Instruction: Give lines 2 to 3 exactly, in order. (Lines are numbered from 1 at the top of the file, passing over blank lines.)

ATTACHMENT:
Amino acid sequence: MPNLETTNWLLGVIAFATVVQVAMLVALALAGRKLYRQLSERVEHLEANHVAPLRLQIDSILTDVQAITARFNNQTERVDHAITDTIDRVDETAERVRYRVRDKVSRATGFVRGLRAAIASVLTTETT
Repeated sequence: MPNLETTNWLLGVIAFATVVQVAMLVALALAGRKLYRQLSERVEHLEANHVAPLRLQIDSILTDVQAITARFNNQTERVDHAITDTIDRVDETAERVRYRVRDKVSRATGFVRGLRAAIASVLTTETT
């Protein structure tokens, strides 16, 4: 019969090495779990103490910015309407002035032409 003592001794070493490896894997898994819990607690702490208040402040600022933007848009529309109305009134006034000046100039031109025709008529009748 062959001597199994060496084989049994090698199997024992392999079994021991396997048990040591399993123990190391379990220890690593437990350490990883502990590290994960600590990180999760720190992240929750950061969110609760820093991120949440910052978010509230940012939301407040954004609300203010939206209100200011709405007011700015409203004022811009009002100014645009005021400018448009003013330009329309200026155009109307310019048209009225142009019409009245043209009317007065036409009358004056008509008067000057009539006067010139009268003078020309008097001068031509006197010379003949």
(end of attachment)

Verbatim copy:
Repeated sequence: MPNLETTNWLLGVIAFATVVQVAMLVALALAGRKLYRQLSERVEHLEANHVAPLRLQIDSILTDVQAITARFNNQTERVDHAITDTIDRVDETAERVRYRVRDKVSRATGFVRGLRAAIASVLTTETT
């Protein structure tokens, strides 16, 4: 019969090495779990103490910015309407002035032409 003592001794070493490896894997898994819990607690702490208040402040600022933007848009529309109305009134006034000046100039031109025709008529009748 062959001597199994060496084989049994090698199997024992392999079994021991396997048990040591399993123990190391379990220890690593437990350490990883502990590290994960600590990180999760720190992240929750950061969110609760820093991120949440910052978010509230940012939301407040954004609300203010939206209100200011709405007011700015409203004022811009009002100014645009005021400018448009003013330009329309200026155009109307310019048209009225142009019409009245043209009317007065036409009358004056008509008067000057009539006067010139009268003078020309008097001068031509006197010379003949």